I’ve got a secret…
Actually I’ve got a few.
No, I’m not having an affair. I’ve never stolen. I probably haven’t lied to you, even if I’m not always honest.
But there are things about me that I don’t want you to know, but here I am sharing them. Because, maybe, just maybe, they’ll help you come to terms with your shit, or me come to terms with mine.
1. I don’t know what I want to be when I grow up (I’m 36)
I never did. There was a time, when I was four or five, when I wanted to be a fairy. Or a nurse. By the time I was old enough to make my own curricular choices, nothing appealed. I mean nothing. I liked learning — history, politics, political thought, but none of those translated into a career that appealed.
If today I was to advise the 22 year old fresh graduate I once was, I would tell her to pursue her love of history, do that Masters your professor recommended, you have nothing to lose. For the life of me though, I can’t imagine what the future me would tell me to do now.
2. I want you to think I’m much younger than I actually am
The characteristics that I find most appealing in others are kindness, humour and intelligence. I also value them in myself. I hope you think I am all of these things. Yet, more than anything else, I want you to think that I’m at least a decade younger than I actually am. In fact, you already do, because that’s what I wrote above.
I’m not sure if this is because I’m the product of a society that values youth and beauty more than anything else, especially for women. Or if I’m just shallow. Or this is part of an existential crisis and a fear of death. But who has time to deal with that now?
3. I love my husband, but…
Many years ago, a colleague in her fifties told me that marriage is extremely hard and that you have to work on it every single day. That may been true for her I thought, however it wasn’t going to be for me. I had read The Bridge Across Forever and that was the sort of love I was anticipating. Except, I’m no Richard Bach*, and neither is my husband.
We are flawed, selfish, angry human beings who resent one another for the unhappiness we suffer. Sometimes it feels like it would be easier to be apart than together. Yet, together we have created a family with lives full of love, laughter and joy. Nothing could be worse for any of us than tearing it apart. I’ve come to the realization that marriage is extremely hard and that you have to work on it every single day.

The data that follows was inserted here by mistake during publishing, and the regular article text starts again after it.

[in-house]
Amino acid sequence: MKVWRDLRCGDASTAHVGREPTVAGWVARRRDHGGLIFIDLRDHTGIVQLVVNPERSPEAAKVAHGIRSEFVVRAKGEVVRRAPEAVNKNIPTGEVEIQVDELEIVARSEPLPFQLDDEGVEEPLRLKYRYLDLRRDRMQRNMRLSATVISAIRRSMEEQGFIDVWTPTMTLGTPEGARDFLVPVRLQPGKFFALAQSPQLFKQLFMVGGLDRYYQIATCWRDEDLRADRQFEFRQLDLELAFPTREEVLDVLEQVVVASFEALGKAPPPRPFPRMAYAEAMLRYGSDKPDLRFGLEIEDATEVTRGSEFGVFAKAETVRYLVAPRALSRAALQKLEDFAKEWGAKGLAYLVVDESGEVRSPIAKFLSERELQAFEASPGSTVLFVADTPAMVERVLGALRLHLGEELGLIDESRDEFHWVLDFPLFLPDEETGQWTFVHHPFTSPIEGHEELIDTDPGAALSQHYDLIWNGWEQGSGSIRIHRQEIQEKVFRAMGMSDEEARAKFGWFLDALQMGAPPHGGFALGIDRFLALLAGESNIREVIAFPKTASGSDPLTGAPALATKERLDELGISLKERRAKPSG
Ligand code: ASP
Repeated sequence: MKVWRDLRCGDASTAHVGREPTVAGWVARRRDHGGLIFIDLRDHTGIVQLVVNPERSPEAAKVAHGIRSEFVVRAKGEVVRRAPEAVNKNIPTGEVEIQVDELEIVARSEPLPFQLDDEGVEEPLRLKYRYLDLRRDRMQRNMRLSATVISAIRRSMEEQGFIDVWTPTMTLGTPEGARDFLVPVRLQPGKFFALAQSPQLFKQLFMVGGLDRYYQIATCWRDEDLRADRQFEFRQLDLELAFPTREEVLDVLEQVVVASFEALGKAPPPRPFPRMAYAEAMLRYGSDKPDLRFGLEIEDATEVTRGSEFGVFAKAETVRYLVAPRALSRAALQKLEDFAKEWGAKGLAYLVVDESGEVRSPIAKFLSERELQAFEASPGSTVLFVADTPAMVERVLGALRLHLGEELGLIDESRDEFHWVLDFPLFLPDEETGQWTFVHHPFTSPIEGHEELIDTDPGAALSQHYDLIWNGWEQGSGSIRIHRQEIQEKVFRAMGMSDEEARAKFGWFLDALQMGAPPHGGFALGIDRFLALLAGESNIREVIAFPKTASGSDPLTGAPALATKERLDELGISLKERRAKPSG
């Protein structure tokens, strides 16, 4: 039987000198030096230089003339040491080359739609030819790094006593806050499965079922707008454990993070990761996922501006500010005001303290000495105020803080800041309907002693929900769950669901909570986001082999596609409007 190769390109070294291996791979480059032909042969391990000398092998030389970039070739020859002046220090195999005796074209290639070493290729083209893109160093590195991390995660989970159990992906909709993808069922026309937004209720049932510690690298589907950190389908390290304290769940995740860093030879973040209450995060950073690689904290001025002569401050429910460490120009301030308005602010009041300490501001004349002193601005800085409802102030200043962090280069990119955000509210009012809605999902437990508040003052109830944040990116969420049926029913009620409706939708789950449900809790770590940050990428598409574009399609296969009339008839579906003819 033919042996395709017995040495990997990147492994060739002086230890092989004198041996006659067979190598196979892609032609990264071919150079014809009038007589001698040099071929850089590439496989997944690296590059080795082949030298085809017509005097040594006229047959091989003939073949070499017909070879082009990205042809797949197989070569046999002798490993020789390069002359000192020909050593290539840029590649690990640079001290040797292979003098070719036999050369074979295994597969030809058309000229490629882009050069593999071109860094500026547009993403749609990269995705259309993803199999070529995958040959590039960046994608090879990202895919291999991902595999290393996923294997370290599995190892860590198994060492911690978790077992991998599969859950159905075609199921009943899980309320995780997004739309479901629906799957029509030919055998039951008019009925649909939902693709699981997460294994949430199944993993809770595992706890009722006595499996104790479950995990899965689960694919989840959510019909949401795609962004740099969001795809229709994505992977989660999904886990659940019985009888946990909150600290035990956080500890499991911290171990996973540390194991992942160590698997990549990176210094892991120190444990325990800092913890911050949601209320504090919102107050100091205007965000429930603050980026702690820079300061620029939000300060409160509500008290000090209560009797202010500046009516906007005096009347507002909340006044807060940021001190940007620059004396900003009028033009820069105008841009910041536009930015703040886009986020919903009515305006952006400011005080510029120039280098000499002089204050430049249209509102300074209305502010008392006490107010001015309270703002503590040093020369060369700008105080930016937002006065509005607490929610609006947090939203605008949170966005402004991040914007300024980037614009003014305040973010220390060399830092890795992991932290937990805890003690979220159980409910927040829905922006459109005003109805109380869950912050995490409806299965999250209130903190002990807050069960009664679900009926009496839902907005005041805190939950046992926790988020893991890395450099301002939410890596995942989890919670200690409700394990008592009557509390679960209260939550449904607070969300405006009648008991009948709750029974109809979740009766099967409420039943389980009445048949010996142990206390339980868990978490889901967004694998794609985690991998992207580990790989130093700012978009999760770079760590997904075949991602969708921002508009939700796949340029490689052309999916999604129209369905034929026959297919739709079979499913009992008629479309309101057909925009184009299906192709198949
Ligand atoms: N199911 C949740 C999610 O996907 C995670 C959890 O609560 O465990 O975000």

4. I’m anxious
Not all the time, but a lot of the time. At a social events, at work, at parents meetings, taking my kids to the doctor, visiting the family that has lost someone, sharing something I’ve written. If something goes wrong, I’m convinced I’m responsible. It’s irrational and it’s silly. So I regularly remind myself that none of it matters, and if even if it matters today, it probably won’t tomorrow. Days, weeks and months can go past and I’m fine. But eventually something will happen, usually something minor like making a mistake at work, forgetting to book an appointment, once receiving a letter from a lawyer, and all of a sudden as if out of nowhere the fast heartbeat, sweaty palms, butterflies and shaking return. And once again I’m anxious.
5. I may be on the road to hell
Not because I’m a bad person. But because that particular road is, as we know, paved with good intentions. I have good intentions, many in fact. In the past fortnight alone I have considered, although maybe daydreamed is a more accurate description, of creating a scheme where hi-tech companies that provide fresh fruit and vegetables to their employees donate 1% of their budget to feeding the children of asylum seekers in Tel Aviv daycare. More recently I came up with the marvelous initiative of creating a drop-in center where volunteers can help children of matriculation age prepare for their exams. If my track record has anything to go by though, these ideas will occupy me for a day or two, only to be forgotten.
*The relationship he wrote about didn’t last, much to my relief.